In Defense of (Some) Meat
by Dan Delluomo
If you’re going to indulge in the flesh, consider organ meat—it’s good for you
Life has some grim, meat-hook realities. We can hide from them, we can deny them. But they’re still there. One is that the healthiest meat isn’t steak, ribs, or even salmon. It’s organ meat. You know, organs. Liver, kidney, heart—food that most Americans find disgusting. But feelings don’t change the fact that organ meat has a vitamin and mineral profile that puts every other food group on the planet to shame.
Almost every piece of meat you’ll see in the US today is known as muscle meat—meat from the animal’s muscles. This is new. The elderly and many middle-aged people can remember a time when liver and onions were a dietary staple. Tripe (stomach lining) was a recurring entree. Organ meat was part of nearly every historical food culture. Hominids have been eating it for 2.6 million years.1 In less developed countries, it’s still common.
It’s not that muscle meat is unhealthy. But organ meat is far superior. And as we’ve shifted to only eating muscle meat, our health has suffered accordingly.
When a lion kills a zebra on the open savannah, it eats the liver, heart, and kidneys before anything else.2 That’s not random. Nature selected for this behavior over millions of years—due to the dominant nutrition of organ meats. In certain Native American cultures, the muscle meat was left for the dogs.3
What’s so special about organ meat? The discussion usually starts with liver. Liver is the most potent food source of Vitamin A known to man.4 Bar none. It blows carrots and squash out of the water. And it doesn’t stop there.
If you were to poll Americans on what food they thought was the healthiest, broccoli and kale would come up a lot. Those vegetables are great, and everyone should eat them. Blah, blah. But if you compare 100 grams of those “superfoods” to 100 grams of beef liver on a nutrient-by-nutrient basis, it’s grade school t-ball versus the New York Yankees.
Liver thoroughly annihilates broccoli and kale (and carrots, apples, spinach, blueberries, and steak) in each of the following vitamins: Riboflavin, Thiamin, Niacin, Vitamin A, Pantothenic Acid, Vitamin B-6, Vitamin B-12, Folate, and Vitamin D—the majority of the vitamins listed on the USDA National Nutrient Database.4 In several of these cases, liver beats the closest plant by orders of magnitude (at least 10 times as much of the nutrient). Liver also crushes them in Iron, Phosphorus, and Zinc.4 Regular old beef liver pulverizes fresh wild-caught Atlantic salmon in 10 of the 12 aforementioned categories.4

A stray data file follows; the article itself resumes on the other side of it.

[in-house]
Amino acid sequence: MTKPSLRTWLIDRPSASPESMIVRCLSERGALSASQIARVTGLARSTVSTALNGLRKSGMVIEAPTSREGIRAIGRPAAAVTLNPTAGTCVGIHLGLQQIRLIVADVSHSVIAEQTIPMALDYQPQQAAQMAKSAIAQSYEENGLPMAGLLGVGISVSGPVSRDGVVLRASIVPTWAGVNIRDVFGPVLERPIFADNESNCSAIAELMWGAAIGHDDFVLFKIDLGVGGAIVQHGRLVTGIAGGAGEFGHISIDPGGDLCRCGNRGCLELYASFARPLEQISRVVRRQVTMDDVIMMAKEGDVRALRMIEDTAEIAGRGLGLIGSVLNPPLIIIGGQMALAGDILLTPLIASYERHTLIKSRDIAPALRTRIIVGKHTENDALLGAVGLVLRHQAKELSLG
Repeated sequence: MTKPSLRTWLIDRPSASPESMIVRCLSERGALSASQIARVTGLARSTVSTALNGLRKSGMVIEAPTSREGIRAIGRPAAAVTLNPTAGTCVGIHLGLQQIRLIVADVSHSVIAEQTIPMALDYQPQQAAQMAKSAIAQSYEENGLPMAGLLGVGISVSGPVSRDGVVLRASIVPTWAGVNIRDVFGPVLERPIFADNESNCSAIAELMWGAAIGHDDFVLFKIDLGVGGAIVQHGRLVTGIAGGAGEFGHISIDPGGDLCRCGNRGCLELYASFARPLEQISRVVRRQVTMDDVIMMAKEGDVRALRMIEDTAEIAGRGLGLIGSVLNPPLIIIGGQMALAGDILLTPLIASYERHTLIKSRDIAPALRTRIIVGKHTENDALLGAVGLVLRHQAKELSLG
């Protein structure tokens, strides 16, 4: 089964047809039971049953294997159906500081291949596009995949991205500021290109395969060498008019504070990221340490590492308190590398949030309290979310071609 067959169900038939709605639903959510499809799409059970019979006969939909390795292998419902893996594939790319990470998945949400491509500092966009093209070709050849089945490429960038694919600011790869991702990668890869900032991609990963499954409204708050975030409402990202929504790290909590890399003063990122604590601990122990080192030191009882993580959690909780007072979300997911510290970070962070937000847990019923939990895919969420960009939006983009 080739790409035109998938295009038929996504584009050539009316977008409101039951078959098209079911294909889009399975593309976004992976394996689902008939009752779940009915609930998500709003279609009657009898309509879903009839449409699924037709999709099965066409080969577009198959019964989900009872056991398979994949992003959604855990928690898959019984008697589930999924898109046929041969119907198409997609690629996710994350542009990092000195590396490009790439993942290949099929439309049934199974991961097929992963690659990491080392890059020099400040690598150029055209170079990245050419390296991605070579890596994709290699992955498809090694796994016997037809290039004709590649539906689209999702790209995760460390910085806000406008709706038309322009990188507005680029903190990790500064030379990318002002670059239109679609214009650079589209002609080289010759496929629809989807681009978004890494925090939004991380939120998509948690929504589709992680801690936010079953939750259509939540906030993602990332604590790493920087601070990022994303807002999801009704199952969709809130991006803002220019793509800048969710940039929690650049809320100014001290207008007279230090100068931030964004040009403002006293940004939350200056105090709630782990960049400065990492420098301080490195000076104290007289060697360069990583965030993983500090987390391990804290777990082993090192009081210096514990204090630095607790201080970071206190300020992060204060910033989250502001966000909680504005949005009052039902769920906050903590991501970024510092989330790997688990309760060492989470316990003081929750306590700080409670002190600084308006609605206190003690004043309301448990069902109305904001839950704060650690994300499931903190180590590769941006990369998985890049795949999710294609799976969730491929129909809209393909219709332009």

Liver’s also very high in protein and low in fat—not that animal fat (or cholesterol) is bad for humans. But that’s a separate topic.
Heart, kidney, and other organ meats are rich in many of the same vitamins and minerals as liver. Heart is one of the best known sources of Coenzyme Q10, a fat-soluble antioxidant that’s necessary for proper Vitamin E function and is linked with heart health.5 Kidney is one of the top food sources of Selenium.6 Similar to vegetables, each different organ meat has its own special nutrient profile.
Not only is our muscle-meat-only diet robbing us of these phenomenal nutrient sources, it’s overloading us with methionine—an amino acid which is high in muscle meat. Methionine is essential and not inherently harmful. But it’s converted in a pathway that includes B vitamins, choline, and glycine, three things organ meat has in spades.7 So by eating no organ meat and lots of muscle meat, the methionine builds up. Excess methionine has resulted in shorter lifespans in animal models.8
One of the clichés circulating in mainstream nutrition is to “eat the rainbow”—to include fruits and vegetables of every color in your diet. Good advice. But regularly eating lots of different organ meats would be even better. An optimal diet would include both.
Aside from the wild health benefits, organ meat’s very cheap—due to the huge supply and limited demand. And even if you never try brains or heart, learning to eat liver once a week is one of the best dietary changes you could ever make. Don’t cook it too long, and add lots of seasoning.
Dan Delluomo has an MS in biology from UB, and is currently writing a fat-loss manual.
1) Domínguez-Rodrigo, M. et al. “Cutmarked bones from Pliocene archaeological sites at Gona, Afar, Ethiopia: Implications for the functions of the world’s oldest stone tools,” Journal of Human Evolution 48, 109-121 (2005).
2) Time Life Television, Wild, Wild World of Animals: The Cats (New York: Time Life, 1976), 24.
3) Price, Weston. Nutrition and Physical Degeneration (New York: PB Hoeber), 274.
4) “National Nutrient Database for Standard Reference—Release 26” United States Department of Agriculture. Accessed March 2, 2014. http://ndb.nal.usda.gov/ndb/search/list
5) Matilla, et al. “Coenzymes Q9 and Q10: contents in foods and dietary intake,” Journal of Food Composition and Analysis 14 (2001), 409-417.
6) Barclay, Margaret N. I.; MacPherson, Allan; Dixon, James (1995). “Selenium content of a range of UK food,” Journal of food composition and analysis 8 (4), 307–318.
7) Helga Refsum and Per Ueland, “Homocysteine and Cardiovascular Disease,” Annual Review of Medicine 49 (1998), 31-62.
8) Miller, Richard A.; Buehner, Gretchen; Chang, Yayi; Harper, James M.; Sigler, Robert; Smith-Wheelock, Michael (2005). “Methionine-deficient diet extends mouse lifespan, slows immune and lens aging, alters glucose, T4, IGF-I and insulin levels, and increases hepatocyte MIF levels and stress resistance,” Aging cell 4 (3), 119–125.blog comments powered by Disqus
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